The Grand Prix Attack begins 1. e4 c5 2. Nc3 Nc6 3. f4. It is an anti-Sicilian for white that is popular among club players because playing it requires memorizing significantly less theory than the open Sicilian. However, I wonder if playing it is a good choice.

According to the 365chess database, after playing 3. f4, white wins 36% of the time, while black wins 40% of the time. That is, by playing 3. f4, the white player seems to give black a slight advantage. Compare this to the open Sicilian or the 2. c3 Sicilian, where white maintains a slight advantage in winning percentage. It is tempting to conclude that white should not play the Grand Prix attack, and instead choose another anti-Sicilian. The large sample size (11,000 games) seems to indicate that playing 3. f4 really does put white at a disadvantage, and that the winning percentages aren't just a statistical anomaly.

It's not hard to come up with an explanation. Moving the f4 pawn seems to give white a slight structural disadvantage. If white can't strike the killing blow and black can close up the game, the weakened kingside allows black counterplay.

Certainly, one can easily think of objections to this analysis. For example, the games in the database are not a random sample, and there is probably a large bias towards 2000+ level play. And it's true that at a club level, especially below 1600, tactical blunders in the middlegame are going to make the opening moves irrelevant. But the sample size is huge, and the effect is significant (a 4% advantage in winning percentage for black, instead of the usual 3% advantage for white in the open Sicilian). Why not play it safe and choose a different anti-Sicilian? I don't think club players should hamstring themselves unnecessarily.

In light of the above, are there any good reasons for club players to play the Grand Prix Attack instead of a different anti-Sicilian? For example (and I don't have the computational skill to do this, otherwise I would), do the winning percentages look different for sub-2000 players?


I don't have any statistics to back this up, but many openings where black has a large plus against white it isn't necessarily because the opening is actually so bad that it gives black a significant advantage, but because the opening is more popular at a lower level (which is normally because it actually is worse than other openings) so the players who play it are on average lower rated than their opponents and would most likely score less than 50% anyway.

Normally the openings with low percentages for white are slightly worse than other openings for white, but not necessarily so bad as to give black the advantage, but then the fact that they're worse than others kicks in and the higher level players play them less often, leading to that opening to score a lot of losses for white, even in a game which is even or with a slight edge for white after the opening.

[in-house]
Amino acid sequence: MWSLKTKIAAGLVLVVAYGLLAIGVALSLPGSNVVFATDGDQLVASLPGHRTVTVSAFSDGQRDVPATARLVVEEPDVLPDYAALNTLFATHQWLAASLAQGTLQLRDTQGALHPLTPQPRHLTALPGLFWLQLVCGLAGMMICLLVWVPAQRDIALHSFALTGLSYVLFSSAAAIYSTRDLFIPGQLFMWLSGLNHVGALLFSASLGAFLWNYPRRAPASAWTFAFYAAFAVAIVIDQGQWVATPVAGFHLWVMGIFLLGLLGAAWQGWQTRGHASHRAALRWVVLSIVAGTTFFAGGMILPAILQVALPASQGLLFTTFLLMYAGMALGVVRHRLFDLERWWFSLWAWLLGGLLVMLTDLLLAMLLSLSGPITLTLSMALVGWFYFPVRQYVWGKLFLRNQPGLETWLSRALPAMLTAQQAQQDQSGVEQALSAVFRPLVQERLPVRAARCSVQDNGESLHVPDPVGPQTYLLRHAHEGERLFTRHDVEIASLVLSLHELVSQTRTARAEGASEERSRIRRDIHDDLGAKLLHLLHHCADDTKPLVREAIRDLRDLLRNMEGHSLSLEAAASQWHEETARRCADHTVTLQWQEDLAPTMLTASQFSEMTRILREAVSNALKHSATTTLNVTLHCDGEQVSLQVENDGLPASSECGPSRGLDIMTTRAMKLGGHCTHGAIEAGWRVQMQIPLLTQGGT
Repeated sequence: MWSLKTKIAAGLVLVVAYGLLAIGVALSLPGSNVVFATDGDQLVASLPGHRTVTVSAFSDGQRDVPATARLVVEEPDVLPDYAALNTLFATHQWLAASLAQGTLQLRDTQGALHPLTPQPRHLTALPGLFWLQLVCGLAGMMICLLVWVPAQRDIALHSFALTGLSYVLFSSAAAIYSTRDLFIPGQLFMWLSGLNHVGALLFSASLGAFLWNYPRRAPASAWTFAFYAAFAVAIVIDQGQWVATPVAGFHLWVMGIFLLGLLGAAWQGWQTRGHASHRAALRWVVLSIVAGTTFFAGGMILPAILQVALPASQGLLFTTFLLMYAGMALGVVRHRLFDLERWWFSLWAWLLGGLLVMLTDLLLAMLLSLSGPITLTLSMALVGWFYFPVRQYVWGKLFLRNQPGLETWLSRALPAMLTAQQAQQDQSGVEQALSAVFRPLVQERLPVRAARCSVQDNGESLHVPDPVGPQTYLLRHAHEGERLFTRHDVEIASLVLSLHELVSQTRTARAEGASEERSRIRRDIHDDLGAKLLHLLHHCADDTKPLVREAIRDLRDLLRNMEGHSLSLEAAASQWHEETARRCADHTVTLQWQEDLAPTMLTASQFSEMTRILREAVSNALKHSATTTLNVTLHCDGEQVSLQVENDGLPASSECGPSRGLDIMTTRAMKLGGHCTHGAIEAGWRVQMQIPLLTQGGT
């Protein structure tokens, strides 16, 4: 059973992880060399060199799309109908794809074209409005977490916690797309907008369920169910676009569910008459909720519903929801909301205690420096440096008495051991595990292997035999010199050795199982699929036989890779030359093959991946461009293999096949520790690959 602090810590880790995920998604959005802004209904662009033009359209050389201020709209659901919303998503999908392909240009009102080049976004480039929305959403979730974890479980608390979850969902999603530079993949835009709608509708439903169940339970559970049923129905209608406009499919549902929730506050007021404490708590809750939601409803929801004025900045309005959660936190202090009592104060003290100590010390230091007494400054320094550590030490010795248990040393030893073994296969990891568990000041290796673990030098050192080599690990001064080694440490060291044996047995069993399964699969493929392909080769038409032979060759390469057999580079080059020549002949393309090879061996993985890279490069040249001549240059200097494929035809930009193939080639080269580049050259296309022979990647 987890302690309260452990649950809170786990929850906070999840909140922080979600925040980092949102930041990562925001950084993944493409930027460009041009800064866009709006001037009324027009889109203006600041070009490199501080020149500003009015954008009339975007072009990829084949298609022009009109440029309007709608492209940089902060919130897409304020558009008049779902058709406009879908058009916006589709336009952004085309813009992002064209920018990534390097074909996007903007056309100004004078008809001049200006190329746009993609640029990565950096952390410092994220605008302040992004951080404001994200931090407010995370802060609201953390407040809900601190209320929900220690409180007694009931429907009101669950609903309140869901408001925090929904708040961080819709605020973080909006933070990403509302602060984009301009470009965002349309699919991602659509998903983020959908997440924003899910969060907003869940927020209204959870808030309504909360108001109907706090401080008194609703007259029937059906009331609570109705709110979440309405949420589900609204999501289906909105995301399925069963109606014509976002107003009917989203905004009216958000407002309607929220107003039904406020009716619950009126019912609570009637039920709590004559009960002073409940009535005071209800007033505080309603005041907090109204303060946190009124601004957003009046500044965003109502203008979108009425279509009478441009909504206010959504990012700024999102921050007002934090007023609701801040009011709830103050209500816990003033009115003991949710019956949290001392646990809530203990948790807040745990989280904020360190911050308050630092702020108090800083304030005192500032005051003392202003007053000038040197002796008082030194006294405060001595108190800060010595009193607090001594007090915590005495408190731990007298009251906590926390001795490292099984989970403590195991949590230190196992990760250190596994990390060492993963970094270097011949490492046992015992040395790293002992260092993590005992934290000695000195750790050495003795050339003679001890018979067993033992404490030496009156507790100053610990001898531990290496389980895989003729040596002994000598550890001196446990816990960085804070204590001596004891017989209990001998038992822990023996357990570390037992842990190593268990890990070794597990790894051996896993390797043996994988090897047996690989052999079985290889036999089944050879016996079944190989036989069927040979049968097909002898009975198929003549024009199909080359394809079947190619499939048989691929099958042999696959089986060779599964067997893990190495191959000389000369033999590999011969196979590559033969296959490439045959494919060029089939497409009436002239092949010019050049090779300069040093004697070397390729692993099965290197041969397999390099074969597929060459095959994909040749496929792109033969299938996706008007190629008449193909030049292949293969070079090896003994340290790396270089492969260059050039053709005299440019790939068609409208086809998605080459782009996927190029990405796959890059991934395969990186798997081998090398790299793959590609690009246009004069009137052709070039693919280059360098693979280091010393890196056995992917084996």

Every (almost) opening scheme is suitable for some players or situations but not for others. If you like the positions you get from the Grand Prix, play it. Keep in mind defenses for Black have been worked out.


The Grand Prix is a very aggressive opening, and as such, it may be played when someone really needs a win, or they know their opponent may be superior at slower lines, as Qiri alluded above. But that's more about aggressive openings than the GP itself.

The Grand Prix seems suitable for club play if you know the ideas. I think Sunil Weeramantry had a book with a few GPA games that showed how it worked. Pretty much any opening with f4 is good at the club level (Austrian Attack, 4 pawns vs King's Indian) because it's fun to attack, and people aren't as focused on defense.

I remember dabbling in the QGA and not realizing I needed to attack the king, and that was kind of a failure. I think the worst that happens if you play it is, you find you don't like it, but you get an appreciation for Black's game. So if you are looking specifically to avoid very sharp play and big attacks, the GPA is probably not for you. The c3 (Alapin) sicilian may be a better bet.


If Black knows what his doing, he can obtain easy equality. It's not an opening where White is likely to gain an advantage.


In Club level and below 2200 level it is a good weapon but in Top GM Tournaments it is not that frequent . Gawain Jones is a GM who has a video on it . Here is an example of his Play . "Sicilian Grand Prix Attack"

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